Date Published: April 3, 2018
Author(s): Michael G Katz, Anthony S Fargnoli, Roger J Hajjar, Charles R Bridges.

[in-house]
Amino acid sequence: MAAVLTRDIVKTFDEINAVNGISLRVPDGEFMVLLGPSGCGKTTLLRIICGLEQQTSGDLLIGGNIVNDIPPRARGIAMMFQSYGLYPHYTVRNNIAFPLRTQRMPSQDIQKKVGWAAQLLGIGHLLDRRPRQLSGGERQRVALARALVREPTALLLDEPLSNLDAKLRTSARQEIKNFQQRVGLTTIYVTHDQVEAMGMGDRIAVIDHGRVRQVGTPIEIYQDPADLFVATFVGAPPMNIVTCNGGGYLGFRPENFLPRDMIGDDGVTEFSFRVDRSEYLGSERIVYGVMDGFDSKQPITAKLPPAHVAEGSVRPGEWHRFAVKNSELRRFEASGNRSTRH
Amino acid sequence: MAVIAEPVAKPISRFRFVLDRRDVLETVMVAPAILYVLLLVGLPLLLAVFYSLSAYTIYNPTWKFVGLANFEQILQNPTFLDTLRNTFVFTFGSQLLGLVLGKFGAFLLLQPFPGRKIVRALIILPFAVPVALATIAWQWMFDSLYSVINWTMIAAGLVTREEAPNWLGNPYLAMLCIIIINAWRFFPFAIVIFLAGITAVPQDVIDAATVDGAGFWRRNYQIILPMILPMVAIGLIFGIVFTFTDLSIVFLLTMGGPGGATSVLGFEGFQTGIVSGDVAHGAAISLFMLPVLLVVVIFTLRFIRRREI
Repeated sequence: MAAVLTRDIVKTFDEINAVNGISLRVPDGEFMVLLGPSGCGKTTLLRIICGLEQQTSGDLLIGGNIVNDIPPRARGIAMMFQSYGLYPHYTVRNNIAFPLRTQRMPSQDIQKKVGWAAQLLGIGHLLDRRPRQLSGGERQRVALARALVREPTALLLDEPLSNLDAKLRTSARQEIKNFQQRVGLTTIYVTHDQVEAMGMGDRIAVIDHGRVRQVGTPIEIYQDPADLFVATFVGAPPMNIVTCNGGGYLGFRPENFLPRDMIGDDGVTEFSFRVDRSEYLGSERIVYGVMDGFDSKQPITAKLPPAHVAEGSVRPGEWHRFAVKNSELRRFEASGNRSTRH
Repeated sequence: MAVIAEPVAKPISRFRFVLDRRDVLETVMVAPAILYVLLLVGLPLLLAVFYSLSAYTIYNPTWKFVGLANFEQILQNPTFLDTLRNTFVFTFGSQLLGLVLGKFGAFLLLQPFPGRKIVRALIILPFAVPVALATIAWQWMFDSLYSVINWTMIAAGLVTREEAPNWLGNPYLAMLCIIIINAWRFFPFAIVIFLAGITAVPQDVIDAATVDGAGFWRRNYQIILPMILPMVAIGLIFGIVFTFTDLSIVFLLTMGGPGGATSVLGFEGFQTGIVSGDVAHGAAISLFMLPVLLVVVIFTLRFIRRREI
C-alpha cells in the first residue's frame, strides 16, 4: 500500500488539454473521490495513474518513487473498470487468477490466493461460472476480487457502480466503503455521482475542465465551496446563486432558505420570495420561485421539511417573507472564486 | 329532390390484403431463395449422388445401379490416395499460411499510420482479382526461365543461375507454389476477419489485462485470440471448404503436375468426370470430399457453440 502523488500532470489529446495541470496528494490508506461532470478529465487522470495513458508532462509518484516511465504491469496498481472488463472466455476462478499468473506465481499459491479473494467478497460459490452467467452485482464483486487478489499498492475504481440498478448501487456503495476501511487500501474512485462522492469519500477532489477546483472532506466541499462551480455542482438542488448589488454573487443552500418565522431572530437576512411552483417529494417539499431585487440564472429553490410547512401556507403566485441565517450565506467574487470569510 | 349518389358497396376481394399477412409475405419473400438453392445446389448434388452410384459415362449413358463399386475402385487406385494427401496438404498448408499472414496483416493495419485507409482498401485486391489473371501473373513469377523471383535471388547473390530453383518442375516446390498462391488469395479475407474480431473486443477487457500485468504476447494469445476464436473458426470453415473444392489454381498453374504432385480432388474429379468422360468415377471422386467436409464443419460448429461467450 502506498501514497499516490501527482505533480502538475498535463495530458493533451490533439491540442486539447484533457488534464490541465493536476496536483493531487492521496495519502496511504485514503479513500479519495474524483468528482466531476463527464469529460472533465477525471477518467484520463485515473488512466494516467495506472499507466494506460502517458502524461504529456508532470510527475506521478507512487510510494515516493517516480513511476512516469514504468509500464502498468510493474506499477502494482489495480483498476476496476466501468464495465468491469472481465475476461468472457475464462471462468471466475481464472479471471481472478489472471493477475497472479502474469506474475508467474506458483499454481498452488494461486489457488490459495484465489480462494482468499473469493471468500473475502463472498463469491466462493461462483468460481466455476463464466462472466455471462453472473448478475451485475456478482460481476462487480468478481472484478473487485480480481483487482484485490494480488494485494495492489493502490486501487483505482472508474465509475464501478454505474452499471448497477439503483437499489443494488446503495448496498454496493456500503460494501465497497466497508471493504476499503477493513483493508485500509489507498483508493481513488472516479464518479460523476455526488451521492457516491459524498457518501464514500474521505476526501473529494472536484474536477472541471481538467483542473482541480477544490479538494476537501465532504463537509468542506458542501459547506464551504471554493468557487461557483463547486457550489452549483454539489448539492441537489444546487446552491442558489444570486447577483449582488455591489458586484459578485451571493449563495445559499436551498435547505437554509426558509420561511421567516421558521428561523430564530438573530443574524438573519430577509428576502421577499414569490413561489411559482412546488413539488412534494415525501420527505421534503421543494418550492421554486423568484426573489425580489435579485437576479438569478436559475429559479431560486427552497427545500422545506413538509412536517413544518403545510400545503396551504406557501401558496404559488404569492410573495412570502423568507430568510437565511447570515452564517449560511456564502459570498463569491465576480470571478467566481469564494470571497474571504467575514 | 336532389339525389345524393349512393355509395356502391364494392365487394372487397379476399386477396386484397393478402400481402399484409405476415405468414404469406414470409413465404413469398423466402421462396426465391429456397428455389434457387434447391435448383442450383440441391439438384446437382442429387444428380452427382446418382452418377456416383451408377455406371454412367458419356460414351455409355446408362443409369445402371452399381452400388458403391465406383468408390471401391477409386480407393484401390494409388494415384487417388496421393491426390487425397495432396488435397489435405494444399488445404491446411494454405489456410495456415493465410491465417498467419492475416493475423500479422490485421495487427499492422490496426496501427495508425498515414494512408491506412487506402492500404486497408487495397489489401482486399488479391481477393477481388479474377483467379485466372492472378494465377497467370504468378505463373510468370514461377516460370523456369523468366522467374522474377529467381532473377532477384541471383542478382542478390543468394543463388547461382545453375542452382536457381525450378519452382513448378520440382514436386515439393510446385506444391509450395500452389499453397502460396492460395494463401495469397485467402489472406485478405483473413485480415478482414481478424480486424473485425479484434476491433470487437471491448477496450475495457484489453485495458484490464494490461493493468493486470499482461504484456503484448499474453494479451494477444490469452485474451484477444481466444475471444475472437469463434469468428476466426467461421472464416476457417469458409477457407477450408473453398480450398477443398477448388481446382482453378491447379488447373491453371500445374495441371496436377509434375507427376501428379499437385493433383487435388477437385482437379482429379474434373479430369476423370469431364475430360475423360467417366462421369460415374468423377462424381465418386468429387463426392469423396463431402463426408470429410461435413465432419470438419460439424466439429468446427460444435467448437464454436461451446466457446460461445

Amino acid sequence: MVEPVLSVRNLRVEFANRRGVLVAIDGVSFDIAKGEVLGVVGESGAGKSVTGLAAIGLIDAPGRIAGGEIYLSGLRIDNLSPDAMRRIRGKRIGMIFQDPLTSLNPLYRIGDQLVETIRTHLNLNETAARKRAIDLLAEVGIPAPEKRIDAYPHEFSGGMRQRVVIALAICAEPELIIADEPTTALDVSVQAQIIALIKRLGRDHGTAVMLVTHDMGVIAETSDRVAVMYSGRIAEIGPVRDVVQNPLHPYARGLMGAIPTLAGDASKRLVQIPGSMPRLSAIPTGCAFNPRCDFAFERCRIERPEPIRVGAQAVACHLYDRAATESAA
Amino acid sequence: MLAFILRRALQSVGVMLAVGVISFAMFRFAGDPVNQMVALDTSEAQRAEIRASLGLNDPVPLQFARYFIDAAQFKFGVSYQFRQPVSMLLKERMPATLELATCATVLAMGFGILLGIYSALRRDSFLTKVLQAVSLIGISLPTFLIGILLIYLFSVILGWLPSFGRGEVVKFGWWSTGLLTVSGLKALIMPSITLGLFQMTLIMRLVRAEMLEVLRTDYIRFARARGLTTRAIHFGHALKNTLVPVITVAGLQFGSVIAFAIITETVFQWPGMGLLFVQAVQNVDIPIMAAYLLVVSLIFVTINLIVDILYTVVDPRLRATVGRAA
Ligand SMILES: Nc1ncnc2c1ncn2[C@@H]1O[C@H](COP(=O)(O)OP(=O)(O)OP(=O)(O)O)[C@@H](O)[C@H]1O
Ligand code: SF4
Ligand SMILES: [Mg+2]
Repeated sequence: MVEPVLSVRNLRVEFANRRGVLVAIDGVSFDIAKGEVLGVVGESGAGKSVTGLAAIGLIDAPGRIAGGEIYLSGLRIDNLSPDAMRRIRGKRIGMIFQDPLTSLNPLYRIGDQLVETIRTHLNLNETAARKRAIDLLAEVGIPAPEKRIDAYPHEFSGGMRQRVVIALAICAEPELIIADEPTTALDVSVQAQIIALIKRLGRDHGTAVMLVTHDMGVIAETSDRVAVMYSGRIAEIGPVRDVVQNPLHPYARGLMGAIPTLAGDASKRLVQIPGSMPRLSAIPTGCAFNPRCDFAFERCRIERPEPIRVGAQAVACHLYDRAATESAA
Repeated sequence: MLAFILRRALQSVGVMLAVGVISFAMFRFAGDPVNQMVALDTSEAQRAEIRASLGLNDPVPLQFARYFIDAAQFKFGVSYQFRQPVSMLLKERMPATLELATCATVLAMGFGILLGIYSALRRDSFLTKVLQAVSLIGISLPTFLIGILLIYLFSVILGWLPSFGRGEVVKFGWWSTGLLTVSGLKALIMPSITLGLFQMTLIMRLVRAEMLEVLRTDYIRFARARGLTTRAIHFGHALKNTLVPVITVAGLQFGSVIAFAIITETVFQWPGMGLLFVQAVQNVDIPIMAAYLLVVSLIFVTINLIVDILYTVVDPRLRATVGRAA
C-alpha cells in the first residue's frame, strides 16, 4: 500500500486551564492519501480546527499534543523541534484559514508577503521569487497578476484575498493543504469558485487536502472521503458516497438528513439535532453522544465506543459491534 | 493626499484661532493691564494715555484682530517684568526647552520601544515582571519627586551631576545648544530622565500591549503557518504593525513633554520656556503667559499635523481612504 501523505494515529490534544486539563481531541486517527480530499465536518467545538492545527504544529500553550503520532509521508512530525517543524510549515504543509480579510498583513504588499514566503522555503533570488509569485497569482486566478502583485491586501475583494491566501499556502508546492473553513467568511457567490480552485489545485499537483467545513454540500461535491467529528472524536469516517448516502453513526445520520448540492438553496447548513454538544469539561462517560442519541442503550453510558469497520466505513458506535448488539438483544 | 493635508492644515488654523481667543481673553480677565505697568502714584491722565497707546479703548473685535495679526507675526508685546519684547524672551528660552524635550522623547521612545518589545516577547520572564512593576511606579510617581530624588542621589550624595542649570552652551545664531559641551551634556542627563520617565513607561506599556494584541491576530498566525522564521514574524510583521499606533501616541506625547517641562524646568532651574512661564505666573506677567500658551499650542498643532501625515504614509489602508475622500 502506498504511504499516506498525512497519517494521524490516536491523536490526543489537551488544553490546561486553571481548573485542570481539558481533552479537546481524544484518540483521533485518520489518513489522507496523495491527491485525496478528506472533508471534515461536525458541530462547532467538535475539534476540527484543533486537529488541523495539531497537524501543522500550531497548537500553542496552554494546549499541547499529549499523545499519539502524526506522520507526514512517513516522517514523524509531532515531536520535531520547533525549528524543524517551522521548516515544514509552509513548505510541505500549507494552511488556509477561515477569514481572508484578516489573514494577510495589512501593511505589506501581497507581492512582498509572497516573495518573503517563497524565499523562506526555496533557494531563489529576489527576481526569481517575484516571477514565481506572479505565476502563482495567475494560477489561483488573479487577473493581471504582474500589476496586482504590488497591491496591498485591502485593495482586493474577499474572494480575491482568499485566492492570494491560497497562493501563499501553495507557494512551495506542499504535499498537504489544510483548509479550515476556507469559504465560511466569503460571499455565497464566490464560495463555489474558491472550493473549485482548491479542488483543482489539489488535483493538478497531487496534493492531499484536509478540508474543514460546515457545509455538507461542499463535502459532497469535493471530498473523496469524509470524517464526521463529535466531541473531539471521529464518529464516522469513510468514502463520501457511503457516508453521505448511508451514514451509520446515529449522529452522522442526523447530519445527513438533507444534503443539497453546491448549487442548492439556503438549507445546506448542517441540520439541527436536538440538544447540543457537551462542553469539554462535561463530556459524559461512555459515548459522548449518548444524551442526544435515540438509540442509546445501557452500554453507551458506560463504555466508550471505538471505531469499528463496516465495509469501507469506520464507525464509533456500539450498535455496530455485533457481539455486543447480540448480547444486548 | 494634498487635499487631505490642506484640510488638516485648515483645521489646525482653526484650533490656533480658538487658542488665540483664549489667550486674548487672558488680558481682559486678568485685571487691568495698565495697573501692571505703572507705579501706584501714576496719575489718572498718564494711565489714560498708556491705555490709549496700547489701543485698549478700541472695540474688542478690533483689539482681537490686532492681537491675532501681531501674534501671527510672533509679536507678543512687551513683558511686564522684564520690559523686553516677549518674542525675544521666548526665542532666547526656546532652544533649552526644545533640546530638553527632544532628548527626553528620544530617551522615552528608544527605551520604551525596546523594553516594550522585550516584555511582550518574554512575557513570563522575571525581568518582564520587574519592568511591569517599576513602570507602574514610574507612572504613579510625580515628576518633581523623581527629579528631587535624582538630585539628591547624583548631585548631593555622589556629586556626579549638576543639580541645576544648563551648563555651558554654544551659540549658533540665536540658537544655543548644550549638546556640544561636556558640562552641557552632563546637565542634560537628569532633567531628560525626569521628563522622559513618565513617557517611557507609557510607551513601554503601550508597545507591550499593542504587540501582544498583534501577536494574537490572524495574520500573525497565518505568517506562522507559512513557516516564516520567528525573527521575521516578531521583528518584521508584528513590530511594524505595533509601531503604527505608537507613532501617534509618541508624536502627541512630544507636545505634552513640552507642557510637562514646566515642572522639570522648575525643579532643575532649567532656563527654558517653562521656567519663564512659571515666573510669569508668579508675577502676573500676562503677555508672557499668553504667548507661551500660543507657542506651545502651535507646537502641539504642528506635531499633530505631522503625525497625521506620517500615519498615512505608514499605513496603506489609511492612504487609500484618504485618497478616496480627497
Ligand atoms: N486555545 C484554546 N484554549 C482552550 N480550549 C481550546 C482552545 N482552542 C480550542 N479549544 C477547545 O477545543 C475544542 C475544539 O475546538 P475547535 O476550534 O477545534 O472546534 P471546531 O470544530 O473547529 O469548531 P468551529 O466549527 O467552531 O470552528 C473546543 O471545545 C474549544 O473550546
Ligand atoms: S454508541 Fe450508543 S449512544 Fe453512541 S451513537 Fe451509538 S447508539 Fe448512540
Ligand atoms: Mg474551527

The concept of delivering nucleic material encoding a therapeutic gene to the heart has arduously moved from hypothesis to a variety of high potential clinical applications. Despite the promise however, the results achieved have yet to be realized due to several problems that persist in the clinic. One of these identified problems is the need for an efficient delivery method which facilitates complete cardiotropism and minimizes collateral effects. Additional parameters impacting gene delivery that most need to be improved have been identified as follows: (1) Increasing the contact time of vector in coronary circulation permitting transfer, (2) Sustained intravascular flow rate and perfusion pressure to facilitate proper kinetics, (3) Modulation of cellular permeability to increase uptake efficiency, and once in the cells (4) Enhancing transcription and translation within the transfected cardiac cells, and (5) Obtaining the global gene distribution for maximum efficacy. Recently it was hypothesized that use of cardiopulmonary bypass may facilitate cardiac-selective gene transfer and permit vector delivery in the arrested heart in isolated “closed loop” recirculating model. This system was named molecular cardiac surgery with recirculating delivery (MCARD). The key components of this approach include: isolation of the heart from systemic organs, multiple pass recirculation of vector through the coronary vasculature, and removing the residual vector from the coronary circulation to minimize collateral expression. These attributes unique to a surgical approach such as MCARD can effectively increase vector transduction efficiency in coronary vasculature.